Mystery of Australia’s ‘Somerton Man’ Solved After 73 Years

A South Australian researcher has identified the “Somerton man” as a 43-year-old electrical engineer from Melbourne, claiming that he has solved the mystery after more than 70 years.

Derek Abbott, a professor from the University of Adelaide, said on Monday that he identified the Somerton man as Carl “Charles” Webb, a 43-year-old electrical engineer from Melbourne.

Abbott analyzed the Somerton man’s DNA using hairs preserved when authorities made a plaster model of his face and collaborated with renowned US forensic expert Colleen Fitzpatrick, who specializes in cold cases, to build an extended family tree using DNA.

From 4000 names, Abbot and Fitzpatrick to Carl Webb, the researchers tracked down the man’s living relatives, using their DNA to confirm his identity.

“It’s a triangulation from two different, totally distant parts of the [family] tree,” Abbott said.

Abbott said Webb was born in 1905 in a suburb of Melbourne, and the youngest of six siblings, and married Dorothy Robertson, known as Doff Webb.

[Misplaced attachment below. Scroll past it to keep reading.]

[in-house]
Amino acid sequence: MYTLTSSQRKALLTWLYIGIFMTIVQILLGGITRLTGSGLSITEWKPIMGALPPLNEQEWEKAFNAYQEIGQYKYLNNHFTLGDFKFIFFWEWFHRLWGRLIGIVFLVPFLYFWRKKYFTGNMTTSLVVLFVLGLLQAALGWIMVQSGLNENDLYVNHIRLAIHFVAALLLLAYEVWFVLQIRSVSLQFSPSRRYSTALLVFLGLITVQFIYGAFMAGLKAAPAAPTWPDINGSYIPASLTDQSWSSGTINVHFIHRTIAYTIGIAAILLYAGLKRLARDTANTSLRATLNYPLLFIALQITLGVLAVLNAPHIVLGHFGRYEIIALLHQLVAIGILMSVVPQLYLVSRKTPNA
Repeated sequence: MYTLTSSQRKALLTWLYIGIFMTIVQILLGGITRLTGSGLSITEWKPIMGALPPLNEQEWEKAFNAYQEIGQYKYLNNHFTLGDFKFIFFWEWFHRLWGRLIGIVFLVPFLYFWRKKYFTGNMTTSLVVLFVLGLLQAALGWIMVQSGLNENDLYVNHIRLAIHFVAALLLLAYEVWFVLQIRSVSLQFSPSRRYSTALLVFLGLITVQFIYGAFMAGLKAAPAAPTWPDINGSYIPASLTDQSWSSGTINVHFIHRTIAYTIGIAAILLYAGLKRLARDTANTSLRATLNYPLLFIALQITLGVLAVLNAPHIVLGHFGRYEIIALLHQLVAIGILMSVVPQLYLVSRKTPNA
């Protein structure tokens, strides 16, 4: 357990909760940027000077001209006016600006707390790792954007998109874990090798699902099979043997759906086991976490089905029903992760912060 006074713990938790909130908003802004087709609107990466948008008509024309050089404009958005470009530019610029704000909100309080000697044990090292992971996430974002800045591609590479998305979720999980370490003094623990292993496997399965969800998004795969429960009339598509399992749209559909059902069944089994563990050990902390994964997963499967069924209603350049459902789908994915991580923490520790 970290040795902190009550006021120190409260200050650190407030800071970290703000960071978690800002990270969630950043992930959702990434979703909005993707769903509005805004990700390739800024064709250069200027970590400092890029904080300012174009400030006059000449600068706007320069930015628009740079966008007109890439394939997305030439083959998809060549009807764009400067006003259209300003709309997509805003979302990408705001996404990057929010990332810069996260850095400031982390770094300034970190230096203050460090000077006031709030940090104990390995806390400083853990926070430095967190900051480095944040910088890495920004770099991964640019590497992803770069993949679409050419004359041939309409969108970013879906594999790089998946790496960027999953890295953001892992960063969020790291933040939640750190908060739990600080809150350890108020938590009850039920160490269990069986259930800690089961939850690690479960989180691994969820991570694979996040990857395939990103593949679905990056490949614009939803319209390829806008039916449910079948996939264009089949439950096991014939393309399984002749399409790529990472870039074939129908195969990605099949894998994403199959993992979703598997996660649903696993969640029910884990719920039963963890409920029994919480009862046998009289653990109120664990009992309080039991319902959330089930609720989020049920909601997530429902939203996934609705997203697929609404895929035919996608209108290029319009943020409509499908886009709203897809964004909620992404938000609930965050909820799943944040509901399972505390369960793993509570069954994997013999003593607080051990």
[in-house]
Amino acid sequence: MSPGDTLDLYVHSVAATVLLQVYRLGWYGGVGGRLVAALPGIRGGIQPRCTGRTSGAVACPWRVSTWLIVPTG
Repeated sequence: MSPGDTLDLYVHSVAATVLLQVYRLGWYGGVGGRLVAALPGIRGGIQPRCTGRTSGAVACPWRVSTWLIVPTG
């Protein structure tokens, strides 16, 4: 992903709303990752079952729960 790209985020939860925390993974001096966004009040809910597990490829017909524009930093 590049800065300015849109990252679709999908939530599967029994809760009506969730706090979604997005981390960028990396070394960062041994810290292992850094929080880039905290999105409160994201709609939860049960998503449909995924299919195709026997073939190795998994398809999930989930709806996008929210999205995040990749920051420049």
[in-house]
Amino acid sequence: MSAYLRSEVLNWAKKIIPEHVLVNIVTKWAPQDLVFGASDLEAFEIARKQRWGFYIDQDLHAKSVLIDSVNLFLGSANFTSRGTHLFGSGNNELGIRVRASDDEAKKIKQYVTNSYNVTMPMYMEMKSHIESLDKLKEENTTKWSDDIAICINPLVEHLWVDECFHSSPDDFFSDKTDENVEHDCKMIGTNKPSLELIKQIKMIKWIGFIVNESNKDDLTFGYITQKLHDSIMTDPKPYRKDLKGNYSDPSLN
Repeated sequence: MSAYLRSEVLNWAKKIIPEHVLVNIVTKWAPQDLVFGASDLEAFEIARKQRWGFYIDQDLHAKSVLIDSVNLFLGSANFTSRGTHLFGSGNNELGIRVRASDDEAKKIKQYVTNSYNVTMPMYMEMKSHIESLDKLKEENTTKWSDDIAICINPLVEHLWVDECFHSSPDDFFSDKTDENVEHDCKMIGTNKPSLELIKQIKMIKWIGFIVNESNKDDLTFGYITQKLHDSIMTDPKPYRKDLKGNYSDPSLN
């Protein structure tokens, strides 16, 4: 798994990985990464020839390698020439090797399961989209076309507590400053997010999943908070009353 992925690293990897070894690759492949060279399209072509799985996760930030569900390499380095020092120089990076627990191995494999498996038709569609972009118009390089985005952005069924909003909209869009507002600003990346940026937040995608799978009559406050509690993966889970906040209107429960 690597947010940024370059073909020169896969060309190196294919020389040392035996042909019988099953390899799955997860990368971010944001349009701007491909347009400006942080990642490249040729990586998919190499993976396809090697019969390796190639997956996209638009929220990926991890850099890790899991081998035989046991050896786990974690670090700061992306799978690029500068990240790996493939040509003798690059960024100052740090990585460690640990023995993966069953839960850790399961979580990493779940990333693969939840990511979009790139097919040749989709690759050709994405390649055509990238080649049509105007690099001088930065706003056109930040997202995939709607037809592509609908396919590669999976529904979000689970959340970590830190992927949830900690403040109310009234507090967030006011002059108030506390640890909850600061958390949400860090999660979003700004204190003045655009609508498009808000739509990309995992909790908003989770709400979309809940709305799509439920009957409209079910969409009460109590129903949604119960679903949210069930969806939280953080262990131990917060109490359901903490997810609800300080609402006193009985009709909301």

“We have evidence that he had separated from his wife, and that she had moved to South Australia. So possibly, he had come to track her down,” Abbot said.

Fitzpatrick told CNN she wants to help solve the mystery of Webb’s death.

“I would like to see the toxicology done. And I would like to find out what happened to Dorothy,” Fitzpatrick said.

On December 1, 1948, beachgoers discovered the Somerton man’s body lying against a seawall on Somerton Beach in Adelaide, Australia.

The Somerton man wore a suit and tie, appeared to be aged in his 40s or 50s, and only had bus and train tickets, chewing gum, matches, two combs, and a pack of cigarettes in his pockets.

The tags on the Somerton man’s suit were cut off, and forensic investigators suspected he had been poisoned.

Australian authorities also discovered more of his belongings, including a suitcase, more clothing with labels removed, and incoherent writings believed to be a code.

The Somerton man also held a torn scrap of paper with the Farsi words “Tamam Shud,” which means “it’s finished,” written on it.

The Somerton man’s fingerprints were sent worldwide, but no one could recognize him.

The Somerton man was buried in Adelaide cemetery in 1949 with a tombstone that read, “Here lies the unknown man who was found at Somerton Beach.”


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